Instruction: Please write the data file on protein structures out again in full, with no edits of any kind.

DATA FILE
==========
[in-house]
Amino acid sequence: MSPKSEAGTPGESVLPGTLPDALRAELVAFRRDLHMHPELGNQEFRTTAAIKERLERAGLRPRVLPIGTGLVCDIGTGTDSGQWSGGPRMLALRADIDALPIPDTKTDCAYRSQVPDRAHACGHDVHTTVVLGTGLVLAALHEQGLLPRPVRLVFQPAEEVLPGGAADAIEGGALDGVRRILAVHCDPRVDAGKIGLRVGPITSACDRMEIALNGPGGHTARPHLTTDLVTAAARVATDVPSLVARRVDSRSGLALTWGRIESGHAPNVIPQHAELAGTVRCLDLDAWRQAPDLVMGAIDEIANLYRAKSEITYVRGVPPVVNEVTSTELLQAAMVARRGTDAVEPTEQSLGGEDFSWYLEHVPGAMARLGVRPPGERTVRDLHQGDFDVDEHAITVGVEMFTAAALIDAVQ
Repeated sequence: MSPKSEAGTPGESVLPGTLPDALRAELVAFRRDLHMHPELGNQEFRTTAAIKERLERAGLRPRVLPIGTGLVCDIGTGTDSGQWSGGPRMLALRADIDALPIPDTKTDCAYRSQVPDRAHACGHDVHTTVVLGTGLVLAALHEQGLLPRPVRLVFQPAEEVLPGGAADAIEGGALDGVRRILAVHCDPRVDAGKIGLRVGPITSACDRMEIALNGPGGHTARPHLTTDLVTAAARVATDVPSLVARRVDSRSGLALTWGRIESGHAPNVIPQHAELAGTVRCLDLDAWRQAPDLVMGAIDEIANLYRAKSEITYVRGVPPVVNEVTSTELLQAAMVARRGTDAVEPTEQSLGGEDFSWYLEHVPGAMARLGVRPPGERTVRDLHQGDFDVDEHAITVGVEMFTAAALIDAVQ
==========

[in-house]
Amino acid sequence: MSPKSEAGTPGESVLPGTLPDALRAELVAFRRDLHMHPELGNQEFRTTAAIKERLERAGLRPRVLPIGTGLVCDIGTGTDSGQWSGGPRMLALRADIDALPIPDTKTDCAYRSQVPDRAHACGHDVHTTVVLGTGLVLAALHEQGLLPRPVRLVFQPAEEVLPGGAADAIEGGALDGVRRILAVHCDPRVDAGKIGLRVGPITSACDRMEIALNGPGGHTARPHLTTDLVTAAARVATDVPSLVARRVDSRSGLALTWGRIESGHAPNVIPQHAELAGTVRCLDLDAWRQAPDLVMGAIDEIANLYRAKSEITYVRGVPPVVNEVTSTELLQAAMVARRGTDAVEPTEQSLGGEDFSWYLEHVPGAMARLGVRPPGERTVRDLHQGDFDVDEHAITVGVEMFTAAALIDAVQ
Repeated sequence: MSPKSEAGTPGESVLPGTLPDALRAELVAFRRDLHMHPELGNQEFRTTAAIKERLERAGLRPRVLPIGTGLVCDIGTGTDSGQWSGGPRMLALRADIDALPIPDTKTDCAYRSQVPDRAHACGHDVHTTVVLGTGLVLAALHEQGLLPRPVRLVFQPAEEVLPGGAADAIEGGALDGVRRILAVHCDPRVDAGKIGLRVGPITSACDRMEIALNGPGGHTARPHLTTDLVTAAARVATDVPSLVARRVDSRSGLALTWGRIESGHAPNVIPQHAELAGTVRCLDLDAWRQAPDLVMGAIDEIANLYRAKSEITYVRGVPPVVNEVTSTELLQAAMVARRGTDAVEPTEQSLGGEDFSWYLEHVPGAMARLGVRPPGERTVRDLHQGDFDVDEHAITVGVEMFTAAALIDAVQ